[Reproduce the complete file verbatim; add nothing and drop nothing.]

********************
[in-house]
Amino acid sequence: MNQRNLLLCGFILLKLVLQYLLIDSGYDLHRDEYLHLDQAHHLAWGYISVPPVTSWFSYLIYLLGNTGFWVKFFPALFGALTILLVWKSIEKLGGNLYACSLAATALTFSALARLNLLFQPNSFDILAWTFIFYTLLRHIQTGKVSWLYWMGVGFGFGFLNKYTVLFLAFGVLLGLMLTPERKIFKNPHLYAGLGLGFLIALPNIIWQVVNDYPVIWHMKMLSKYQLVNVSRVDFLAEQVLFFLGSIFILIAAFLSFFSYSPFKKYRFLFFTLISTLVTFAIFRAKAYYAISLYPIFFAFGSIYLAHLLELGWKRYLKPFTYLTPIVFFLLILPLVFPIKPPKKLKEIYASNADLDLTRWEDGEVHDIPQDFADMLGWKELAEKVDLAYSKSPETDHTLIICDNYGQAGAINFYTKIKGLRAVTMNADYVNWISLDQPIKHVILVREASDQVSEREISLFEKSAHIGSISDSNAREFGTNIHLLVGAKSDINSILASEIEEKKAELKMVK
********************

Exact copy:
[in-house]
Amino acid sequence: MNQRNLLLCGFILLKLVLQYLLIDSGYDLHRDEYLHLDQAHHLAWGYISVPPVTSWFSYLIYLLGNTGFWVKFFPALFGALTILLVWKSIEKLGGNLYACSLAATALTFSALARLNLLFQPNSFDILAWTFIFYTLLRHIQTGKVSWLYWMGVGFGFGFLNKYTVLFLAFGVLLGLMLTPERKIFKNPHLYAGLGLGFLIALPNIIWQVVNDYPVIWHMKMLSKYQLVNVSRVDFLAEQVLFFLGSIFILIAAFLSFFSYSPFKKYRFLFFTLISTLVTFAIFRAKAYYAISLYPIFFAFGSIYLAHLLELGWKRYLKPFTYLTPIVFFLLILPLVFPIKPPKKLKEIYASNADLDLTRWEDGEVHDIPQDFADMLGWKELAEKVDLAYSKSPETDHTLIICDNYGQAGAINFYTKIKGLRAVTMNADYVNWISLDQPIKHVILVREASDQVSEREISLFEKSAHIGSISDSNAREFGTNIHLLVGAKSDINSILASEIEEKKAELKMVK